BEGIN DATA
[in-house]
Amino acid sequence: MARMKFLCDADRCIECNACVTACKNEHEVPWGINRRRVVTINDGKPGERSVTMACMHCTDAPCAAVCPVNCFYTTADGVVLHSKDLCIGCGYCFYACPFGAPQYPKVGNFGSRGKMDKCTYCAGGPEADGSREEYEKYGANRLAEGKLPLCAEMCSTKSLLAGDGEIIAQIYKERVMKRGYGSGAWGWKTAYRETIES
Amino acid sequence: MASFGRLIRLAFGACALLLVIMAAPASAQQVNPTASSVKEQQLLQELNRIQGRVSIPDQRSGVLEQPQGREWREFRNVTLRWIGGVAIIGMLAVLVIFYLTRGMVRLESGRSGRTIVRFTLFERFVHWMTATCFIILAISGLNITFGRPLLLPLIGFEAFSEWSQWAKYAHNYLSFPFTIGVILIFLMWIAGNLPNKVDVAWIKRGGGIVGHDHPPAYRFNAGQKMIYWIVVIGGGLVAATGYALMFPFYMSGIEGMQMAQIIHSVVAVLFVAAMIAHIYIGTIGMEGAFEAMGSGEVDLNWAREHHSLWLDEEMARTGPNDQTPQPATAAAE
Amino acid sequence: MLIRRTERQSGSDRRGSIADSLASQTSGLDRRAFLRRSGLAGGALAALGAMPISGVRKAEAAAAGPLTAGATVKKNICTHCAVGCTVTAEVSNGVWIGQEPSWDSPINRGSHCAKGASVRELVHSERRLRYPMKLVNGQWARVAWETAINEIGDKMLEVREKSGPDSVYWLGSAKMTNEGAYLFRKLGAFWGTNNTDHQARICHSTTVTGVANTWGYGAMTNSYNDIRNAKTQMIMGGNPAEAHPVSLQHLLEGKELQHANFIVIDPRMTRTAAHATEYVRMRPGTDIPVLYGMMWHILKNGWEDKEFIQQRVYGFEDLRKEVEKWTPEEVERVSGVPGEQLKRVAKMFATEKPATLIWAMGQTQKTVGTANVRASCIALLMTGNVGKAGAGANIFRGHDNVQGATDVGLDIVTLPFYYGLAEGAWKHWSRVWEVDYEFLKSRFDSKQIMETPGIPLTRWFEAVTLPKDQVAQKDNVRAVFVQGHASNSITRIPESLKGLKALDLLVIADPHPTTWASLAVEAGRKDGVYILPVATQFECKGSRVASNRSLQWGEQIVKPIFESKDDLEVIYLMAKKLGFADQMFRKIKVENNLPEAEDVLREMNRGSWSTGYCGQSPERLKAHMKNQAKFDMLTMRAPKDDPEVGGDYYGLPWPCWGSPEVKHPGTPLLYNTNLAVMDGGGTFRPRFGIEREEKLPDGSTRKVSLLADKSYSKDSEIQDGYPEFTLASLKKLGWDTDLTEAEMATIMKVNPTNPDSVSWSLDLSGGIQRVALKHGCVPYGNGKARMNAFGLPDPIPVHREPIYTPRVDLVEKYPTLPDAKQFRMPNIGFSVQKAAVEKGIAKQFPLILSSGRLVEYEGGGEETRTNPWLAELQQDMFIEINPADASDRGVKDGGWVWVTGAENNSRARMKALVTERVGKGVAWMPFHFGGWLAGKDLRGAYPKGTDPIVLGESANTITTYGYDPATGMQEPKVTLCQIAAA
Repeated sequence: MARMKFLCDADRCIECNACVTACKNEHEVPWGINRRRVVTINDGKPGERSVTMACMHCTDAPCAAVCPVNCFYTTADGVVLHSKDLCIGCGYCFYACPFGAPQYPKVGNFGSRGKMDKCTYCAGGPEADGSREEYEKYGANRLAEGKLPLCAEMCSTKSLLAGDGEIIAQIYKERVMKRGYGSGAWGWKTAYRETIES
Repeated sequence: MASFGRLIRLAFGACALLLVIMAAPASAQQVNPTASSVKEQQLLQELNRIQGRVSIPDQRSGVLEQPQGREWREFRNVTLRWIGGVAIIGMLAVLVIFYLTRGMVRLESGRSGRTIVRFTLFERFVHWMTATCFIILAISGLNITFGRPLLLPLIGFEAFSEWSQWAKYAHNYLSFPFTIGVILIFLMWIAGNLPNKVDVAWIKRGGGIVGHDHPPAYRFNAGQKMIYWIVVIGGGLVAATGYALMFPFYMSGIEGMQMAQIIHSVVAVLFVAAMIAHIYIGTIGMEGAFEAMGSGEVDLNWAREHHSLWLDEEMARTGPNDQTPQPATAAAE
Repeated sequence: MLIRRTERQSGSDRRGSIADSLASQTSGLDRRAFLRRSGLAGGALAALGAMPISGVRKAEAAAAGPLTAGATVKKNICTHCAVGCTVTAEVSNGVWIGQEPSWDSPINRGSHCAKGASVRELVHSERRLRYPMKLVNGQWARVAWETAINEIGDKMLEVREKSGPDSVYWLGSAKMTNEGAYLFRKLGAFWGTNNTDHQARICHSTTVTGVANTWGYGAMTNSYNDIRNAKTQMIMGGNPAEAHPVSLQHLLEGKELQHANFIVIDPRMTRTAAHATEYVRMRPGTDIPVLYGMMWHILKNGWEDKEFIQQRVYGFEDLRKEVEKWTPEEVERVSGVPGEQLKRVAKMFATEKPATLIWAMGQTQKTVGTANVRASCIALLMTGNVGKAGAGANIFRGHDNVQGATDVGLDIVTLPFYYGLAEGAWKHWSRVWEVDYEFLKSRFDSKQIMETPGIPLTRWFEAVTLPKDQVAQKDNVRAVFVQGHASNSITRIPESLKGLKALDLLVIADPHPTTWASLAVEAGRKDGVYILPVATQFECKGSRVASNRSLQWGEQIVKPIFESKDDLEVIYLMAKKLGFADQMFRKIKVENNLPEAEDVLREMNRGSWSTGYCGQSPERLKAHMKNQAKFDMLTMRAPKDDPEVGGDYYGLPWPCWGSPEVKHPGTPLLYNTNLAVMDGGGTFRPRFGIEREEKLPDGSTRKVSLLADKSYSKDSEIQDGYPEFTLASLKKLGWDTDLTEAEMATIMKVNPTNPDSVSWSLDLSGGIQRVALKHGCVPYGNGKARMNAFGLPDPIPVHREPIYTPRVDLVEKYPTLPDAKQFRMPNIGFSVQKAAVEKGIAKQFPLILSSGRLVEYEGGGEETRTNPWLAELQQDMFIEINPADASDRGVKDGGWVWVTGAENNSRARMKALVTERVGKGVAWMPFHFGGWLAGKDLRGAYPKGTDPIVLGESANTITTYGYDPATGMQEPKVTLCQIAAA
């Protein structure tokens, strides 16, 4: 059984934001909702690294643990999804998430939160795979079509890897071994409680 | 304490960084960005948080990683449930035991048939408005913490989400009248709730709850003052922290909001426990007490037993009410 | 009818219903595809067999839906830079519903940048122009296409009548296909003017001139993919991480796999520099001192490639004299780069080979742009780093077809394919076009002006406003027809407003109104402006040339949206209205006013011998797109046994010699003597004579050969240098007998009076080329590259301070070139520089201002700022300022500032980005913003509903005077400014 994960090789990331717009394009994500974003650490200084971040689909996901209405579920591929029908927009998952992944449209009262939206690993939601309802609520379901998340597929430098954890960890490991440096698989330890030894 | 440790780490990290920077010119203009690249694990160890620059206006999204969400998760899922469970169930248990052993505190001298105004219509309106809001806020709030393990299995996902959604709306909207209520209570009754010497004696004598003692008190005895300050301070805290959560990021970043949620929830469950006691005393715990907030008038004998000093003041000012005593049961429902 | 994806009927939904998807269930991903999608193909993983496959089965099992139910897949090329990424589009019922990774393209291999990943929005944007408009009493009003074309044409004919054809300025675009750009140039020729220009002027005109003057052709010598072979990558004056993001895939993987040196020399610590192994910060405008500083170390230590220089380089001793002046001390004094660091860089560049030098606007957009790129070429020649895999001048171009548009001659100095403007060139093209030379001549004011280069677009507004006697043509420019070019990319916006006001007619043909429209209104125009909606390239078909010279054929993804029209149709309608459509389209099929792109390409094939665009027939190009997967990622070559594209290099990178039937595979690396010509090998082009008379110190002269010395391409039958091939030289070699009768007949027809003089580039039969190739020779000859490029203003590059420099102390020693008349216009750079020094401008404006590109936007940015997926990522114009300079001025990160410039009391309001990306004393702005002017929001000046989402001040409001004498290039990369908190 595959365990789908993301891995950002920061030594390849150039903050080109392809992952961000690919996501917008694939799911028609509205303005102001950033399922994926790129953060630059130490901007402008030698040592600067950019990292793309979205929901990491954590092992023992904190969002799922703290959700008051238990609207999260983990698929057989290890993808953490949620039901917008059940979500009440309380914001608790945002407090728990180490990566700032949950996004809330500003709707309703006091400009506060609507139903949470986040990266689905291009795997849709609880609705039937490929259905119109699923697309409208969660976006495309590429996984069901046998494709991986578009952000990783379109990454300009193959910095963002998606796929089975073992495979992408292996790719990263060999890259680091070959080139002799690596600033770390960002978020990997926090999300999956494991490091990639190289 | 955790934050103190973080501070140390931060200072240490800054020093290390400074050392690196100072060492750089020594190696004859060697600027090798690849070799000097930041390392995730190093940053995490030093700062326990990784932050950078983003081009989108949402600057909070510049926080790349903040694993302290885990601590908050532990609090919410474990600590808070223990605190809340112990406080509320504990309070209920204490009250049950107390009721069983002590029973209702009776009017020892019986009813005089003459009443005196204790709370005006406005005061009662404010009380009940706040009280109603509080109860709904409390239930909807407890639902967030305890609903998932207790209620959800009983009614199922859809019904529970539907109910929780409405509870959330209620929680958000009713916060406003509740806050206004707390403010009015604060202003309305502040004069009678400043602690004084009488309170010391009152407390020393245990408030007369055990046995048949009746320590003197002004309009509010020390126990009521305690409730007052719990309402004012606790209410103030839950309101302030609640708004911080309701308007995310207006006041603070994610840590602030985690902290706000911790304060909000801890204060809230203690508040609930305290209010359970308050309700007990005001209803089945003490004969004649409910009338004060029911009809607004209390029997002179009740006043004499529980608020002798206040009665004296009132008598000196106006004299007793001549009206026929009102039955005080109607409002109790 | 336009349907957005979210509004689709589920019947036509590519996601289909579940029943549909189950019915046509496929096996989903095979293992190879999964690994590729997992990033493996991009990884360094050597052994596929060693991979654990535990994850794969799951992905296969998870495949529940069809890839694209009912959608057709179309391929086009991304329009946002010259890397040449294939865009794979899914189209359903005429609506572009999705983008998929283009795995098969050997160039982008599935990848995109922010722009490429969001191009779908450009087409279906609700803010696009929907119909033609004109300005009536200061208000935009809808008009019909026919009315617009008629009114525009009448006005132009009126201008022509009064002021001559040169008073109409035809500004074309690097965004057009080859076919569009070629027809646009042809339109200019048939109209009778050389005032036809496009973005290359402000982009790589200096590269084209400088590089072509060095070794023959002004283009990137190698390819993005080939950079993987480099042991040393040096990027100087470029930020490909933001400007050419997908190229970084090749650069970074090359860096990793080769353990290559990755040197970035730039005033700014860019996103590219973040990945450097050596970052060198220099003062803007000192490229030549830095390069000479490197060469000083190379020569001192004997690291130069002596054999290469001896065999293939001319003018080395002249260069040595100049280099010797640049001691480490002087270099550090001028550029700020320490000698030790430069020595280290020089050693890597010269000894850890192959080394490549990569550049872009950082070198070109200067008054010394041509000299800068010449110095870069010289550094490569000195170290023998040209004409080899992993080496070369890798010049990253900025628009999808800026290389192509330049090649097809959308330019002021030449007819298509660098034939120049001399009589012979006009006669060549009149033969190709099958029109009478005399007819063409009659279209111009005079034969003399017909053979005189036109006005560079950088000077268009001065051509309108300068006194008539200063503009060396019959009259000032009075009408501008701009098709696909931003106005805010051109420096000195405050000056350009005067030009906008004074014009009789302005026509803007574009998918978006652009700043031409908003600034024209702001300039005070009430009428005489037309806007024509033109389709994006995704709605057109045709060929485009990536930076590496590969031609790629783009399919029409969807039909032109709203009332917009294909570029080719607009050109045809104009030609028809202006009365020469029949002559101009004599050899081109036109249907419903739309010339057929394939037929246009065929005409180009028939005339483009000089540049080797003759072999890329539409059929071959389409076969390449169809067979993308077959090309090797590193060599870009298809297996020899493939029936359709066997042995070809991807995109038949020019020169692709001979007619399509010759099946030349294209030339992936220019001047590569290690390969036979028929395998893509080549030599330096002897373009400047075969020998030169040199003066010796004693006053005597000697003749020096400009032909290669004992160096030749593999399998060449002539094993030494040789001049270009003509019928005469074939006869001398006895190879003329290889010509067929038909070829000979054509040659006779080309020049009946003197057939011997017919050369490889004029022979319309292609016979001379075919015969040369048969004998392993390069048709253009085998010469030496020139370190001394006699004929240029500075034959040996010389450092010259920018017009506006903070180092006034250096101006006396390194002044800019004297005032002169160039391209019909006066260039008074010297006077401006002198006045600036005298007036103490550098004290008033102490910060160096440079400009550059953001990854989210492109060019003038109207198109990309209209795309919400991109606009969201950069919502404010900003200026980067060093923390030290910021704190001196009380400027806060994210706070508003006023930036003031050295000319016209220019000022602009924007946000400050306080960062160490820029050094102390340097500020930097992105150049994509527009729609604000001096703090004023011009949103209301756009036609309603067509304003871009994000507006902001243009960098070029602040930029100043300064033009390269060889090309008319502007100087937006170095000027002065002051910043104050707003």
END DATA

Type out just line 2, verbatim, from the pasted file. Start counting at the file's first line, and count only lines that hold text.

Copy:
Amino acid sequence: MARMKFLCDADRCIECNACVTACKNEHEVPWGINRRRVVTINDGKPGERSVTMACMHCTDAPCAAVCPVNCFYTTADGVVLHSKDLCIGCGYCFYACPFGAPQYPKVGNFGSRGKMDKCTYCAGGPEADGSREEYEKYGANRLAEGKLPLCAEMCSTKSLLAGDGEIIAQIYKERVMKRGYGSGAWGWKTAYRETIES